The University has launched projects such as Delta Force, an interdisciplinary team that examines existing buildings and re-commissions them to reduce energy and water usage. In fiscal year 2009-10, Delta Force retrofits reduced the University's consumption of water and electricity and recouped $913,746 in savings and avoided costs. Additional conservation efforts avoided $371,933.

The University has reduced its water consumption from 620.5 million gallons of water in 2000 to 531.3 million gallons in fiscal year 2009-10. At the same time, the University expanded the gross square footage of facilities receiving water by 2.1 million square feet.

The University has also expanded its recycling program. It is recycling more than 43 percent of its annual solid waste, well above the mandated 25 percent rate for state agencies. In calendar year 2009, U.Va. recycled 3,845 tons of material, including metal, glass, plastic and cardboard and paper.

The University has also introduced a food composting program, which is turning nearly five tons of food waste a week into a useful soil additive. Working with Panorama Farms, a local composting business, this student-initiated and -operated program is a natural element of the University's educational mission.

At the same time, Dining Services reduced the amount of food waste in the dining halls by about 25 percent, and cut its water consumption by about one-third by removing trays from the dining halls. Dining Services has also instituted a "buy local" initiative, working closely with local and regional farmers to offer organic foods daily and increase the availability of vegetarian entrees. Approximately 12 percent of diners are taking a vegetarian entrée during Meat-Free Mondays.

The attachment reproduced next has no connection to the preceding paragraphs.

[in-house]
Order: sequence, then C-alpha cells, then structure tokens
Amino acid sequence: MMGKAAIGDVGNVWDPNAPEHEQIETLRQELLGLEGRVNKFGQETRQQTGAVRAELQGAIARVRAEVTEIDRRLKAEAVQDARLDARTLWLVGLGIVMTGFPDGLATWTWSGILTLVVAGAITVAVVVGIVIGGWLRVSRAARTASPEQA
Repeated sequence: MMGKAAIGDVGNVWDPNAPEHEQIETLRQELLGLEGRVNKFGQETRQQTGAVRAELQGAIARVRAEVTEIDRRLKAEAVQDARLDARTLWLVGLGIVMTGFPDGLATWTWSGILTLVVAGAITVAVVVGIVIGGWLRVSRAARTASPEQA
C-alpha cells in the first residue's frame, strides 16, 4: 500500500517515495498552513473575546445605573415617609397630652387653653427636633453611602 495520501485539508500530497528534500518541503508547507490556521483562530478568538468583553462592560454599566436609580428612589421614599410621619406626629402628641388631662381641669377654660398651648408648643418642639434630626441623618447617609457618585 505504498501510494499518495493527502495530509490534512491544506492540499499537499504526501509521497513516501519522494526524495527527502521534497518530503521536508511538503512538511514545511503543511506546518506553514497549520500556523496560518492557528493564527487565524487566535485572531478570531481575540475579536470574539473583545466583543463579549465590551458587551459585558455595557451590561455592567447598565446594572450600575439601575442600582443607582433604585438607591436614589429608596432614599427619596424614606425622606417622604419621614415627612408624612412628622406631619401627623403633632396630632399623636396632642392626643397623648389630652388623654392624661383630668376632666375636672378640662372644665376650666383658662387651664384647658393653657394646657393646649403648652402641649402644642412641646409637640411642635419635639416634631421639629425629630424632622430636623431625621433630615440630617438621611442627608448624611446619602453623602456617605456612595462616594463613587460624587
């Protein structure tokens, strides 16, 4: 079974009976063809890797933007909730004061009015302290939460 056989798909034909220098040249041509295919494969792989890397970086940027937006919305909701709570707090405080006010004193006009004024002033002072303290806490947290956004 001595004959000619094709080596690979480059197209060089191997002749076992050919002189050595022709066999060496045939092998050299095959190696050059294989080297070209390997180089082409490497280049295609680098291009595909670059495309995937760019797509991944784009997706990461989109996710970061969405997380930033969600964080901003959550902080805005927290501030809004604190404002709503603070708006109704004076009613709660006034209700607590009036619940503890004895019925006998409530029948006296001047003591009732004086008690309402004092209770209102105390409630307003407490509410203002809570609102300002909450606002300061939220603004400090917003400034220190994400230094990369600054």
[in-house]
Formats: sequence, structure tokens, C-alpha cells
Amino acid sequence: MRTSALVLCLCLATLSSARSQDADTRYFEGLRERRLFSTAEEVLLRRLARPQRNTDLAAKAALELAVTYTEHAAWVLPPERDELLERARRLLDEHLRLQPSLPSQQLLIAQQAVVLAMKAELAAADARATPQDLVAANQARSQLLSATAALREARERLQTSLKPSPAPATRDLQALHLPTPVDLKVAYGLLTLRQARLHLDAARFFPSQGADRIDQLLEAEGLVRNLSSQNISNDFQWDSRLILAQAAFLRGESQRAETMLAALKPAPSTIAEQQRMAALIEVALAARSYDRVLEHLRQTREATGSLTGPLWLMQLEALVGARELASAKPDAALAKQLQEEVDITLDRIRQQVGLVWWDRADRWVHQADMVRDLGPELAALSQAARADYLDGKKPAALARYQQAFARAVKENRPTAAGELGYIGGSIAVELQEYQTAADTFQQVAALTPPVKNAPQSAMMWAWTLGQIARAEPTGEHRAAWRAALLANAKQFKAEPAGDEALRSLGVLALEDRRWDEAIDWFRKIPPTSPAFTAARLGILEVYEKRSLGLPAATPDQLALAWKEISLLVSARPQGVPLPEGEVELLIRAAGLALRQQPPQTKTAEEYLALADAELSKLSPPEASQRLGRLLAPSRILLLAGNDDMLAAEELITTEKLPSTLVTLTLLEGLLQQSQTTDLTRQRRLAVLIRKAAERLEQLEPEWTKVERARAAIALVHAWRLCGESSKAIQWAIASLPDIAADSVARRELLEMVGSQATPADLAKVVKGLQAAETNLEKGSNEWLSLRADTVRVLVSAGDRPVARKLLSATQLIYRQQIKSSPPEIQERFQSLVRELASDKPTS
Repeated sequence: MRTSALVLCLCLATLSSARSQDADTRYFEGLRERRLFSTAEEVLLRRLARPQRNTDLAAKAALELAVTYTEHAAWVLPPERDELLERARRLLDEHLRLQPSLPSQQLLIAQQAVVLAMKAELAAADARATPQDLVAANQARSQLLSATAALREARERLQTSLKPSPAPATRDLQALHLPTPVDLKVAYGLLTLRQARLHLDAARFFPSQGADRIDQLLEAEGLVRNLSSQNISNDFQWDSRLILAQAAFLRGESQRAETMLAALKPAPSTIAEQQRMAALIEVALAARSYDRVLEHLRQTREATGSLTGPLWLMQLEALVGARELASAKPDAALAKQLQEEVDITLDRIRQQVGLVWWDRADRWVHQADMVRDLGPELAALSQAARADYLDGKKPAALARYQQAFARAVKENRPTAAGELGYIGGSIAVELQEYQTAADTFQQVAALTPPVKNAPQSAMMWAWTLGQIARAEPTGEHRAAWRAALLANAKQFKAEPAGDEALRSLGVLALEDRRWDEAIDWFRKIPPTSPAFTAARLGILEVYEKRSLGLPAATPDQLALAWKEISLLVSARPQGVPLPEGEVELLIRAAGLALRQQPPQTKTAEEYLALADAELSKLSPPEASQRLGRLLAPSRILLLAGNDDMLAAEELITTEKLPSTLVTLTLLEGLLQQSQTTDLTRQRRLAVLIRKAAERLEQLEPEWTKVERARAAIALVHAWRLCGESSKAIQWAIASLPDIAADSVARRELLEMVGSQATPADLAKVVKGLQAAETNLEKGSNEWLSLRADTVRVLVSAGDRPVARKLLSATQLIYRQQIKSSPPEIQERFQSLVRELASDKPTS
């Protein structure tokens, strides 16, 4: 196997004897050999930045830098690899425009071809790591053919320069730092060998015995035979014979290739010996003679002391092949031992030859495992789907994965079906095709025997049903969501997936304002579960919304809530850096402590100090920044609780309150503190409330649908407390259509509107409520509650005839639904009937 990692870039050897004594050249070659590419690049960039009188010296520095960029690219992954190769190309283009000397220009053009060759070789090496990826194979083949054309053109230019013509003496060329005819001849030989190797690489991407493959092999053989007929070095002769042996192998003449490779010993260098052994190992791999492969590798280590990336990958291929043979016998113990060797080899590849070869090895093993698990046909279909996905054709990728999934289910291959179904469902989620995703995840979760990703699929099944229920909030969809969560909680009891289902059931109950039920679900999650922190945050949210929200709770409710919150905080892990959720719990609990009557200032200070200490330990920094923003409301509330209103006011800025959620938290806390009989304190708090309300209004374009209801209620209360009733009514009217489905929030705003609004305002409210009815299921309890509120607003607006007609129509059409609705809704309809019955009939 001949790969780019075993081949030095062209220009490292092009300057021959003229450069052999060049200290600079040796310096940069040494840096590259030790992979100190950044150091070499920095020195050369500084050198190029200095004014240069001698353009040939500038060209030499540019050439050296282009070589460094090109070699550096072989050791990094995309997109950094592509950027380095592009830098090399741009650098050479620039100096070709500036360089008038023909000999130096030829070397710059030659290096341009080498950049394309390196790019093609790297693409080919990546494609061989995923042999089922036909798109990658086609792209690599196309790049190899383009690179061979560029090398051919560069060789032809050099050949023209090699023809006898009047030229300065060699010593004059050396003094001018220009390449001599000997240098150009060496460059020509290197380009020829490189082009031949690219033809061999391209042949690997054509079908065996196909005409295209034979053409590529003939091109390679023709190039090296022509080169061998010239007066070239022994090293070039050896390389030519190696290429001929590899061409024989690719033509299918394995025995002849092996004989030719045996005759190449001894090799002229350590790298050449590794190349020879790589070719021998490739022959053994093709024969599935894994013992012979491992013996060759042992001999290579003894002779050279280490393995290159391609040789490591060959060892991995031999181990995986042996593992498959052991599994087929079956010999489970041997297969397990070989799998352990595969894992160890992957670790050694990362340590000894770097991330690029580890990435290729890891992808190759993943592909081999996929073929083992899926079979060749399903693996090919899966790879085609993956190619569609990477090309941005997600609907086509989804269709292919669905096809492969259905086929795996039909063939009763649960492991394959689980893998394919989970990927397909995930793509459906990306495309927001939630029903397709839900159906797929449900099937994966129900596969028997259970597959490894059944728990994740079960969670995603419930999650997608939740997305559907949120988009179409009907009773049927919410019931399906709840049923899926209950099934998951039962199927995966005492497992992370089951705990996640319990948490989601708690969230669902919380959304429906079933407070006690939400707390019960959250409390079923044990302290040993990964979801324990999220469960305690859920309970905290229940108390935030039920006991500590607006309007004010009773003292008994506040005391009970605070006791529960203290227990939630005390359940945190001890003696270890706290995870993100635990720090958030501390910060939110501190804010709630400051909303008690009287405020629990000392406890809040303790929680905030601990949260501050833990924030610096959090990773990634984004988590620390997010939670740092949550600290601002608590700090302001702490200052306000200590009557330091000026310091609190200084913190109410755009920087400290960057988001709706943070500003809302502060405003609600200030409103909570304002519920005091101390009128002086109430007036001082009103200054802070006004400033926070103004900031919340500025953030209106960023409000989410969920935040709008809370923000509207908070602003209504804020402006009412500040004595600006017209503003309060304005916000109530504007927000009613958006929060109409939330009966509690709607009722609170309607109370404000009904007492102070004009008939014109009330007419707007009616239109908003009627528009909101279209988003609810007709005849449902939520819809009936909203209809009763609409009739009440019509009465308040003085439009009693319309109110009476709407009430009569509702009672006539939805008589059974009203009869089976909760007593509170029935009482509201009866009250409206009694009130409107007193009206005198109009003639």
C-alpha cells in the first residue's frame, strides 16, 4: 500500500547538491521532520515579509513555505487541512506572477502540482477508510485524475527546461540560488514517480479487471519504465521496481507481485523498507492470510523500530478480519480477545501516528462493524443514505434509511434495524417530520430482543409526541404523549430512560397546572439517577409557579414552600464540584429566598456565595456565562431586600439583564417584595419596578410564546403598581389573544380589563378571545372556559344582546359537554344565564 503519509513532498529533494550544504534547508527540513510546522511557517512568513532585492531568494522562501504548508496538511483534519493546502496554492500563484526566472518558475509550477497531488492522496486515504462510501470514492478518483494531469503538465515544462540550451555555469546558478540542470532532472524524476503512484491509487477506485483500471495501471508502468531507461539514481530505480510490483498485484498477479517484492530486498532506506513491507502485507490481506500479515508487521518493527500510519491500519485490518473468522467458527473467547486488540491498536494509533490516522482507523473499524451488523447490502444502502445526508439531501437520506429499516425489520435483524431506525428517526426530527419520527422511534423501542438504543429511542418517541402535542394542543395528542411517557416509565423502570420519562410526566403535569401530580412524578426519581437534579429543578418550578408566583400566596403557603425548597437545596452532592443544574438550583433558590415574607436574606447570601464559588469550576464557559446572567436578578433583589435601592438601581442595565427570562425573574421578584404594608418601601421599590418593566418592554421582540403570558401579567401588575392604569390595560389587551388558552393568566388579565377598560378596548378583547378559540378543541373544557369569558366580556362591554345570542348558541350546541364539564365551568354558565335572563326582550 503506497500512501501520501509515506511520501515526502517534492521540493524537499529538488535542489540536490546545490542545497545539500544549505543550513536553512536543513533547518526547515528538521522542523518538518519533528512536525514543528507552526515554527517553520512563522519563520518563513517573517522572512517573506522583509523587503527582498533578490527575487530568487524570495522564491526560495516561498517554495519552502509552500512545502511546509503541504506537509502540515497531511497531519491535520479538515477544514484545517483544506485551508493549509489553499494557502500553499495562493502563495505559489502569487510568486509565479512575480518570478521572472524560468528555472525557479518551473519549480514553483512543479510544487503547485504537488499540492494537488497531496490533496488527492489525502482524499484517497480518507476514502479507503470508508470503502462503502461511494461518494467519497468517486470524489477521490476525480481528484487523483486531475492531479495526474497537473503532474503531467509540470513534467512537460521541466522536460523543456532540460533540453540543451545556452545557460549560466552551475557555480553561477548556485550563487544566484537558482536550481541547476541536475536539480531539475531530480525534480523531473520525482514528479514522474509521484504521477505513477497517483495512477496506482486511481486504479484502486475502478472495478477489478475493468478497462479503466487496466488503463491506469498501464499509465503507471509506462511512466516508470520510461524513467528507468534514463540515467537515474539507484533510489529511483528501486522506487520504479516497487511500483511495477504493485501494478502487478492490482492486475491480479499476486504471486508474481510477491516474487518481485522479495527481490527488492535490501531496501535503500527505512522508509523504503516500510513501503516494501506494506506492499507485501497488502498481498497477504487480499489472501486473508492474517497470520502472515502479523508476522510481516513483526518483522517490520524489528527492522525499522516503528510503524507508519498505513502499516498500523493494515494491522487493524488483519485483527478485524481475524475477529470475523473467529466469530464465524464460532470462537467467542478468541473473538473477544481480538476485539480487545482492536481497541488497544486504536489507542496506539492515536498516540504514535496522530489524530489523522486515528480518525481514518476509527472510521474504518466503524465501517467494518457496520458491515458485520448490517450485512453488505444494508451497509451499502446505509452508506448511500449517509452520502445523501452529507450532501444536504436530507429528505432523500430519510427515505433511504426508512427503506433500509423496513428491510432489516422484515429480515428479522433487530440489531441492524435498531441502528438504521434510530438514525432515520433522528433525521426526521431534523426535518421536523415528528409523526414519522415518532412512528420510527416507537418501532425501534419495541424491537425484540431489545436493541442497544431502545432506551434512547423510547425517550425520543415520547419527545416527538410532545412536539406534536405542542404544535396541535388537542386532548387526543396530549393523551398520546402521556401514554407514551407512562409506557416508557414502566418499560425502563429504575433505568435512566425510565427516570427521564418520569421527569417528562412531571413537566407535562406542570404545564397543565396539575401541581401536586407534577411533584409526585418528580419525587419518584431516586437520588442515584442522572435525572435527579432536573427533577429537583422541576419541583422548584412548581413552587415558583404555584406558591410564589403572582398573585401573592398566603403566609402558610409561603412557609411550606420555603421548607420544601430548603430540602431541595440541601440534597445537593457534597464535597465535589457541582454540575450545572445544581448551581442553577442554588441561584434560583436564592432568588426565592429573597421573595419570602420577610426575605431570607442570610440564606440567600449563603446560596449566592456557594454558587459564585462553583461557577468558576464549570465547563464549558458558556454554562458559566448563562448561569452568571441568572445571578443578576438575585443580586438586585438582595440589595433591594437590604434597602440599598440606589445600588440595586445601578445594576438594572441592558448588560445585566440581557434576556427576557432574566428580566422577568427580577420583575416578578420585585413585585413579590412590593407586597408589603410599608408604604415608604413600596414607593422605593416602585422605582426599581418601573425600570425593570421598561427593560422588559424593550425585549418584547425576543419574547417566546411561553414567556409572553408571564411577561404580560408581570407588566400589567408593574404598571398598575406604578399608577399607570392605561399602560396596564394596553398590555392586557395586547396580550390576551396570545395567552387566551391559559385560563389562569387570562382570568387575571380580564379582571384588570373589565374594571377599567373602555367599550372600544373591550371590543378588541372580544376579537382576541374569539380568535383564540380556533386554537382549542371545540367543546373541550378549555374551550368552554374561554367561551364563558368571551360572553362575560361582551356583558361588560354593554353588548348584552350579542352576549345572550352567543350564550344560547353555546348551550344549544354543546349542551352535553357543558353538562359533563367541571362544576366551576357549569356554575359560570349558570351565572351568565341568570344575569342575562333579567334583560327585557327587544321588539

Dining Services also takes students on tours of local farms supplying ingredients to the dining halls as part of its educational mission.

Dining Services and the Office of Housing received the Virginia Environmental Excellence Program's E-3 designation, meaning they have fully implemented environmental management systems and pollution prevention programs as well as demonstrated performance.

On the transportation side, the University has promoted bus ridership through subsidizing faculty, staff and student rides on the Charlottesville Area Transit system. U.Va. ridership on city buses has nearly tripled since 2007, with nearly 25,932 boardings a month. Parking and Transportation has increased incentives for employees to carpool.

Parking and Transportation has also introduced Zipcar, a system by which program members can reserve a car by the hour, and NuRide, a ride-sharing website that offers rewards for biking, walking, carpooling, working a compressed work week and teleworking. P&T is also operating its bus fleet on biodiesel.

The University is being environmentally responsible with its construction. In 2007, the Board of Visitors adopted the U.S. Green Building Council's Leadership in Energy and Environmental Design certification standards for all new construction. U.Va. has developed drought-resistant landscaping with an emphasis on native plantings and has received awards for its innovative stormwater management systems.

— By Matt Kelly